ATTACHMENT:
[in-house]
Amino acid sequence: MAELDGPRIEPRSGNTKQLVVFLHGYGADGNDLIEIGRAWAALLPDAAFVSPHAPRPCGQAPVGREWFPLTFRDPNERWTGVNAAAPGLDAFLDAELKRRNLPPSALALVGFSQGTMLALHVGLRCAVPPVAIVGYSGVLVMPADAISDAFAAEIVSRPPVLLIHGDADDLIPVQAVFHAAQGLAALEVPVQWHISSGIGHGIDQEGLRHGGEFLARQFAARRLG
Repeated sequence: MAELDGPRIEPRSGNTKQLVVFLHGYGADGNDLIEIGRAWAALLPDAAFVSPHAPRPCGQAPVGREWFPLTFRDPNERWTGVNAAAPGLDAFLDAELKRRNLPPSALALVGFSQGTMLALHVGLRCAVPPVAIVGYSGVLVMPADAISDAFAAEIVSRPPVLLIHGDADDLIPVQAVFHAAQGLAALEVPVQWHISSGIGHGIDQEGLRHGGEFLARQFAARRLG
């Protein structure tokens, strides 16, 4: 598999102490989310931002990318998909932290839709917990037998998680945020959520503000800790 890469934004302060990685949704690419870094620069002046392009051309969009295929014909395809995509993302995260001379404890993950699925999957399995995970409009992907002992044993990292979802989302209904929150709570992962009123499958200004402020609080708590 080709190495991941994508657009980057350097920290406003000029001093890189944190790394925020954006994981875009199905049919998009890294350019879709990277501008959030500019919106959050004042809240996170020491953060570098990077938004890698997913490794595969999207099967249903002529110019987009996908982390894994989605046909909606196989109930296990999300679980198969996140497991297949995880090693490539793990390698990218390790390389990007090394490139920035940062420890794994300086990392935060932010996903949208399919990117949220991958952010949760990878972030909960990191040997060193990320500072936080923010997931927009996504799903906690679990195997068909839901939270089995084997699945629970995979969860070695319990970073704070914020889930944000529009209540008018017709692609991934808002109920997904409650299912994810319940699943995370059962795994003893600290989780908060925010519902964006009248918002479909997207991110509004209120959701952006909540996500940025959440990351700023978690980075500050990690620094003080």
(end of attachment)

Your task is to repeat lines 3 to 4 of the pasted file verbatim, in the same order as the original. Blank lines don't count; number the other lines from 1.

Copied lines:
Repeated sequence: MAELDGPRIEPRSGNTKQLVVFLHGYGADGNDLIEIGRAWAALLPDAAFVSPHAPRPCGQAPVGREWFPLTFRDPNERWTGVNAAAPGLDAFLDAELKRRNLPPSALALVGFSQGTMLALHVGLRCAVPPVAIVGYSGVLVMPADAISDAFAAEIVSRPPVLLIHGDADDLIPVQAVFHAAQGLAALEVPVQWHISSGIGHGIDQEGLRHGGEFLARQFAARRLG
């Protein structure tokens, strides 16, 4: 598999102490989310931002990318998909932290839709917990037998998680945020959520503000800790 890469934004302060990685949704690419870094620069002046392009051309969009295929014909395809995509993302995260001379404890993950699925999957399995995970409009992907002992044993990292979802989302209904929150709570992962009123499958200004402020609080708590 080709190495991941994508657009980057350097920290406003000029001093890189944190790394925020954006994981875009199905049919998009890294350019879709990277501008959030500019919106959050004042809240996170020491953060570098990077938004890698997913490794595969999207099967249903002529110019987009996908982390894994989605046909909606196989109930296990999300679980198969996140497991297949995880090693490539793990390698990218390790390389990007090394490139920035940062420890794994300086990392935060932010996903949208399919990117949220991958952010949760990878972030909960990191040997060193990320500072936080923010997931927009996504799903906690679990195997068909839901939270089995084997699945629970995979969860070695319990970073704070914020889930944000529009209540008018017709692609991934808002109920997904409650299912994810319940699943995370059962795994003893600290989780908060925010519902964006009248918002479909997207991110509004209120959701952006909540996500940025959440990351700023978690980075500050990690620094003080």